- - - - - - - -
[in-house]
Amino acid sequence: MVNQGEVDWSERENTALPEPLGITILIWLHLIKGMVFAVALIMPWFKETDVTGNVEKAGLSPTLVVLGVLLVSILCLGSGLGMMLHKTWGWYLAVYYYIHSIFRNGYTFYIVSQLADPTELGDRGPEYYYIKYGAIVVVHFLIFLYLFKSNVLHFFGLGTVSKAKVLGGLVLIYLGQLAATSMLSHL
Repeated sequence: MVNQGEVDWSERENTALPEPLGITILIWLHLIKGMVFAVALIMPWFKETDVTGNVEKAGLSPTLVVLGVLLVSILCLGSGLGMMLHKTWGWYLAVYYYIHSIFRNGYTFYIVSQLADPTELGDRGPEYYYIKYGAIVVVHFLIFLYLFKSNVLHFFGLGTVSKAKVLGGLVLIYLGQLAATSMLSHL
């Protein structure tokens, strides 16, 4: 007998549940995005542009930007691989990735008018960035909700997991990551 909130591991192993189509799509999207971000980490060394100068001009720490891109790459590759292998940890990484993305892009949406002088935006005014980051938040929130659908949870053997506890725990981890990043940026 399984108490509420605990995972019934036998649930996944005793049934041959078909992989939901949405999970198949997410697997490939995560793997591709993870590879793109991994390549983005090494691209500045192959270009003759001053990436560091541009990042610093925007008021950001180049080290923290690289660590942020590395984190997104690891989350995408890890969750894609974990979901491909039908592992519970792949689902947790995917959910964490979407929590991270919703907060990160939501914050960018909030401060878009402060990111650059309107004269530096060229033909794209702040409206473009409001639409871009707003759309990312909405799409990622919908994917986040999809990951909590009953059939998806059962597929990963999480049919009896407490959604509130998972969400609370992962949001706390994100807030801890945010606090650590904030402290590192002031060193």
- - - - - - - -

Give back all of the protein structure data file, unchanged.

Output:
[in-house]
Amino acid sequence: MVNQGEVDWSERENTALPEPLGITILIWLHLIKGMVFAVALIMPWFKETDVTGNVEKAGLSPTLVVLGVLLVSILCLGSGLGMMLHKTWGWYLAVYYYIHSIFRNGYTFYIVSQLADPTELGDRGPEYYYIKYGAIVVVHFLIFLYLFKSNVLHFFGLGTVSKAKVLGGLVLIYLGQLAATSMLSHL
Repeated sequence: MVNQGEVDWSERENTALPEPLGITILIWLHLIKGMVFAVALIMPWFKETDVTGNVEKAGLSPTLVVLGVLLVSILCLGSGLGMMLHKTWGWYLAVYYYIHSIFRNGYTFYIVSQLADPTELGDRGPEYYYIKYGAIVVVHFLIFLYLFKSNVLHFFGLGTVSKAKVLGGLVLIYLGQLAATSMLSHL
């Protein structure tokens, strides 16, 4: 007998549940995005542009930007691989990735008018960035909700997991990551 909130591991192993189509799509999207971000980490060394100068001009720490891109790459590759292998940890990484993305892009949406002088935006005014980051938040929130659908949870053997506890725990981890990043940026 399984108490509420605990995972019934036998649930996944005793049934041959078909992989939901949405999970198949997410697997490939995560793997591709993870590879793109991994390549983005090494691209500045192959270009003759001053990436560091541009990042610093925007008021950001180049080290923290690289660590942020590395984190997104690891989350995408890890969750894609974990979901491909039908592992519970792949689902947790995917959910964490979407929590991270919703907060990160939501914050960018909030401060878009402060990111650059309107004269530096060229033909794209702040409206473009409001639409871009707003759309990312909405799409990622919908994917986040999809990951909590009953059939998806059962597929990963999480049919009896407490959604509130998972969400609370992962949001706390994100807030801890945010606090650590904030402290590192002031060193």